Don't be turned off by the runtime — Cloud Atlas moves at lightning pace as it cuts back and forth between its various threads: an American notary sailing the Pacific; a budding musician tasked with transcribing the hummings of an accomplished 1930's composer; a '70s-era investigatory journalist who uncovers a nefarious plot tied to the local nuclear power plant; a book publisher in 2012 who goes on the run from gangsters only to be incarcerated in a nursing home; Sonmi~451 a clone in Neo Seoul who takes on the oppressive government that enslaves her; and a primitive human from the future who teams with one of the few remaining technologically-advanced Earthlings in order to survive. Dense but so was the unfamiliar world of The Matrix. Cloud Atlas has more moving parts than the Wachowskis' seminal sci-fi flick but with additional ambition to boot. Every second is a sight to behold.
The members of the directing trio are known for their visual prowess but Cloud Atlas is a movie about juxtaposition. The art of editing is normally a seamless one — unless someone is really into the craft the cutting of a film is rarely a post-viewing talking point — but Cloud Atlas turns the editor into one of the cast members an obvious player who ties the film together with brilliant cross-cutting and overlapping dialogue. Timothy Cavendish the elderly publisher could be musing on his need to escape and the film will wander to the events of Sonmi~451 or the tortured music apprentice Robert Frobisher also feeling the impulse to run. The details of each world seep into one another but the real joy comes from watching each carefully selected scene fall into place. You never feel lost in Cloud Atlas even when Tykwer and the Wachowskis have infused three action sequences — a gritty car chase in the '70s a kinetic chase through Neo Seoul and a foot race through the forests of future millennia — into one extended set piece. This is a unified film with distinct parts echoing the themes of human interconnectivity.
The biggest treat is watching Cloud Atlas' ensemble tackle the diverse array of characters sprinkled into the stories. No film in recent memory has afforded a cast this type of opportunity yet another form of juxtaposition that wows. Within a few seconds Tom Hanks will go from near-neanderthal to British gangster to wily 19th century doctor. Halle Berry Hugh Grant Jim Sturgess Jim Broadbent Ben Whishaw Hugo Weaving and Susan Sarandon play the same game taking on roles of different sexes races and the like. (Weaving as an evil nurse returning to his Priscilla Queen of the Desert cross-dressing roots is mind-blowing.) The cast's dedication to inhabiting their roles on every level helps us quickly understand the worlds. We know it's Halle Berry behind the fair skinned wife of the lunatic composer but she's never playing Halle Berry. Even when the actors are playing variations on themselves they're glowing with the film's overall epic feel. Jim Broadbent's wickedly funny modern segment a Tykwer creation that packs a particularly German sense of humor is on a smaller scale than the rest of the film but the actor never dials it down. Every story character and scene in Cloud Atlas commits to a style. That diversity keeps the swirling maelstrom of a movie in check.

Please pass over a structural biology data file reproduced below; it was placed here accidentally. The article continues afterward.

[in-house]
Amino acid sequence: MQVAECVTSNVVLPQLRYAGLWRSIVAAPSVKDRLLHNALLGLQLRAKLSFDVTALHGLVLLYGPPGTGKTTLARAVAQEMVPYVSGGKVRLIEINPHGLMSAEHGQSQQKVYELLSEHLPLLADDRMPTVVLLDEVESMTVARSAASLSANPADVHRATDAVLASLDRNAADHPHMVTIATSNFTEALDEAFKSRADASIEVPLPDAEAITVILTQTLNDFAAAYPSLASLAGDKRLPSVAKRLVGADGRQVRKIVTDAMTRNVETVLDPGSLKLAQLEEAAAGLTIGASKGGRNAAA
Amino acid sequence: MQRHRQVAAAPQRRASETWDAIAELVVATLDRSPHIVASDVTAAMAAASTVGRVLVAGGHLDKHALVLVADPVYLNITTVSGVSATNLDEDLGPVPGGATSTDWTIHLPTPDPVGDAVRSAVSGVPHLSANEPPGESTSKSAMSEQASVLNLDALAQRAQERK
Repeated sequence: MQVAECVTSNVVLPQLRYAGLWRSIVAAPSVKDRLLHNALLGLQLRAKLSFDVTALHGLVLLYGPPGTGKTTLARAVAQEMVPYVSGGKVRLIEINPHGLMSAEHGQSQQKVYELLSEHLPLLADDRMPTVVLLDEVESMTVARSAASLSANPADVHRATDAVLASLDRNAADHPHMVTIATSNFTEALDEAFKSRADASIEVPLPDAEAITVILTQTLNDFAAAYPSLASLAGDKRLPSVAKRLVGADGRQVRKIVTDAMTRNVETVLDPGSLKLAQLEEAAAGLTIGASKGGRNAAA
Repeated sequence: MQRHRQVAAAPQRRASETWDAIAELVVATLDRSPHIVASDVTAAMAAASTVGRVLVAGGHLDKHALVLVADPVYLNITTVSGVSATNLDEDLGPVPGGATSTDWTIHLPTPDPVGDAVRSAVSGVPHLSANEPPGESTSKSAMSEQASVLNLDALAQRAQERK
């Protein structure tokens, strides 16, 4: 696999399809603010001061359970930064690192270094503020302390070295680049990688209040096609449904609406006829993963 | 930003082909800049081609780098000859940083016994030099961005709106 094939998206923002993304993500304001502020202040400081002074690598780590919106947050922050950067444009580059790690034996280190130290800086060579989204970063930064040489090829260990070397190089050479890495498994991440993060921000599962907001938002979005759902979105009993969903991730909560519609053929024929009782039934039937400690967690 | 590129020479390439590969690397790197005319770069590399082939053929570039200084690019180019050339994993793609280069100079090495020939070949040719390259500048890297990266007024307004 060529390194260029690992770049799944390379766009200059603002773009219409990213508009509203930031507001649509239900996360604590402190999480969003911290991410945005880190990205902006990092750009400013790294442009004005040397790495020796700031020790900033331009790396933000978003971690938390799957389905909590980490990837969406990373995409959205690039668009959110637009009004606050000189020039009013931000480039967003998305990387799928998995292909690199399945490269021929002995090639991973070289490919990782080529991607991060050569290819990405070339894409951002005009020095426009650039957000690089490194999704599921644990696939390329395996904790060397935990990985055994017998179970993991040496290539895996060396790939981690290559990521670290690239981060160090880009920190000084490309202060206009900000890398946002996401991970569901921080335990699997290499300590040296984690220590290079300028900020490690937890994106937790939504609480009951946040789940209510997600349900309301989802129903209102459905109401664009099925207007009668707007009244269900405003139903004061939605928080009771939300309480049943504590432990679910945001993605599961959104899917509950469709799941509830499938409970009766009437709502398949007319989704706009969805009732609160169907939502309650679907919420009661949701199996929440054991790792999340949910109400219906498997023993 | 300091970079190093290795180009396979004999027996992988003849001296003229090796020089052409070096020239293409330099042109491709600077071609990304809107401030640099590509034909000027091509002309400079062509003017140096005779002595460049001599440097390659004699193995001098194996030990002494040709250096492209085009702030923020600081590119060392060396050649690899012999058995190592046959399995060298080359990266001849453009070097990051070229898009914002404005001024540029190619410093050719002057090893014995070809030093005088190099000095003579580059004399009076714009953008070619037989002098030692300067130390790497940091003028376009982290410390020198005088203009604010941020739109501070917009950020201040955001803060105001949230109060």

Cloud Atlas poses big questions without losing track of its human element the characters at the heart of each story. A slower moment or two may have helped the Wachowskis' and Tykwer's film to hit a powerful emotional chord but the finished product still proves mainstream movies can ask questions while laying over explosive action scenes. This year there won't be a bigger movie in terms of scope in terms of ideas and in terms of heart than Cloud Atlas.
Returned to film after four-year absence in "Three Daring Daughters"
Journeyed to Europe to give concerts in Paris and London to dispel rumor that she had been killed by the irate wife of a prince with whom MacDonald was supposedly having an affair and that her "twin sister" had taken over her screen career
First film opposite Nelson Eddy, "Naughty Marietta"
Made last film at Paramount, "Love Me Tonight", opposite Chevalier
Had arterial transplant performed
Last film appearance, opposite Claude Jarman Jr. and Lassie, in "The Sun Comes Up"
Last of 4 films opposite Chevalier, Lubitsch's "The Merry Widow"
Made opera debut in Montreal in "Romeo and Juliet" opposite Ezio Pinza
Starred in "Smilin' Through" opposite her husband, Gene Raymond
Made first stage appearance (unexpectedly) at age 3; recited "Old Mother Hubbard"
Signed contract with Paramount after Ernst Lubitsch saw the screen test
Made unsuccessful Paramount screen test
Set a concert attendance record at the Hollywood Bowl